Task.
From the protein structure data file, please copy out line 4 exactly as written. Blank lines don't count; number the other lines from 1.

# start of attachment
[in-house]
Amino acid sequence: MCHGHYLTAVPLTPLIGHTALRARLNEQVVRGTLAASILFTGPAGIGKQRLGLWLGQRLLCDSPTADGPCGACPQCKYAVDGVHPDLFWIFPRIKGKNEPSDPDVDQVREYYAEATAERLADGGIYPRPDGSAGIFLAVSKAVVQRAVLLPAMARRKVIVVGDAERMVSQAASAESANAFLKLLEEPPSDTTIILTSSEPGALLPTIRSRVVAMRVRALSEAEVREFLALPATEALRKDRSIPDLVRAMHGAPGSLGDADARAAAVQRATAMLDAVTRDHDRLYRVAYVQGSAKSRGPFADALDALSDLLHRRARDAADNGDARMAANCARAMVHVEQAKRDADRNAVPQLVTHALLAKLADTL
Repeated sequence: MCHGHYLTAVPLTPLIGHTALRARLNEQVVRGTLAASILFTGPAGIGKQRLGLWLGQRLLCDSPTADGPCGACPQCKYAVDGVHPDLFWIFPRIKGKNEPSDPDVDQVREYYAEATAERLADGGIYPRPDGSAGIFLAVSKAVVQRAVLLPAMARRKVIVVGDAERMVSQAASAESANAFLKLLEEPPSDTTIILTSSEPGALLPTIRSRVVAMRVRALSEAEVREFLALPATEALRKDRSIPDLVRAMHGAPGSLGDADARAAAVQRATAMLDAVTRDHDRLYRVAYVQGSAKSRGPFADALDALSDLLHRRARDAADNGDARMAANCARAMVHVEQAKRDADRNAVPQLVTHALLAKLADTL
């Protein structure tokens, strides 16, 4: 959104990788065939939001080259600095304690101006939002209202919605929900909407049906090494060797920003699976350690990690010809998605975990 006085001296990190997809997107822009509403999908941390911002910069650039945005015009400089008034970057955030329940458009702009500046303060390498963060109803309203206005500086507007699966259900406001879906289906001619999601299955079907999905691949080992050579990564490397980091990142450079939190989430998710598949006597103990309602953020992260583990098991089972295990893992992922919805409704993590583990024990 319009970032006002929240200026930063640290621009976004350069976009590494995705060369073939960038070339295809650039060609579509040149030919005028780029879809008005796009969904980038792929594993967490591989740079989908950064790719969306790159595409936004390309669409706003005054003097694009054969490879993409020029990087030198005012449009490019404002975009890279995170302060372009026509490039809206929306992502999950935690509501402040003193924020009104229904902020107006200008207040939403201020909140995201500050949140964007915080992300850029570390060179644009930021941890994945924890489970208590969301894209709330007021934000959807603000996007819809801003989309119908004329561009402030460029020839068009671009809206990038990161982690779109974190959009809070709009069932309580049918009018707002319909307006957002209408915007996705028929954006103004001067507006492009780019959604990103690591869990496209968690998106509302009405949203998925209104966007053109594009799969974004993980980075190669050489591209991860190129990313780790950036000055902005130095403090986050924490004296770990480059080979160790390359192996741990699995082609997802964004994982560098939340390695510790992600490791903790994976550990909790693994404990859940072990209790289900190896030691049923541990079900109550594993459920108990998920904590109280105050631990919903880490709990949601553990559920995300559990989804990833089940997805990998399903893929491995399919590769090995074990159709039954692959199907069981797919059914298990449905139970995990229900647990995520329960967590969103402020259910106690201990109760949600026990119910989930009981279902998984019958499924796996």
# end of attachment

């Protein structure tokens, strides 16, 4: 959104990788065939939001080259600095304690101006939002209202919605929900909407049906090494060797920003699976350690990690010809998605975990 006085001296990190997809997107822009509403999908941390911002910069650039945005015009400089008034970057955030329940458009702009500046303060390498963060109803309203206005500086507007699966259900406001879906289906001619999601299955079907999905691949080992050579990564490397980091990142450079939190989430998710598949006597103990309602953020992260583990098991089972295990893992992922919805409704993590583990024990 319009970032006002929240200026930063640290621009976004350069976009590494995705060369073939960038070339295809650039060609579509040149030919005028780029879809008005796009969904980038792929594993967490591989740079989908950064790719969306790159595409936004390309669409706003005054003097694009054969490879993409020029990087030198005012449009490019404002975009890279995170302060372009026509490039809206929306992502999950935690509501402040003193924020009104229904902020107006200008207040939403201020909140995201500050949140964007915080992300850029570390060179644009930021941890994945924890489970208590969301894209709330007021934000959807603000996007819809801003989309119908004329561009402030460029020839068009671009809206990038990161982690779109974190959009809070709009069932309580049918009018707002319909307006957002209408915007996705028929954006103004001067507006492009780019959604990103690591869990496209968690998106509302009405949203998925209104966007053109594009799969974004993980980075190669050489591209991860190129990313780790950036000055902005130095403090986050924490004296770990480059080979160790390359192996741990699995082609997802964004994982560098939340390695510790992600490791903790994976550990909790693994404990859940072990209790289900190896030691049923541990079900109550594993459920108990998920904590109280105050631990919903880490709990949601553990559920995300559990989804990833089940997805990998399903893929491995399919590769090995074990159709039954692959199907069981797919059914298990449905139970995990229900647990995520329960967590969103402020259910106690201990109760949600026990119910989930009981279902998984019958499924796996």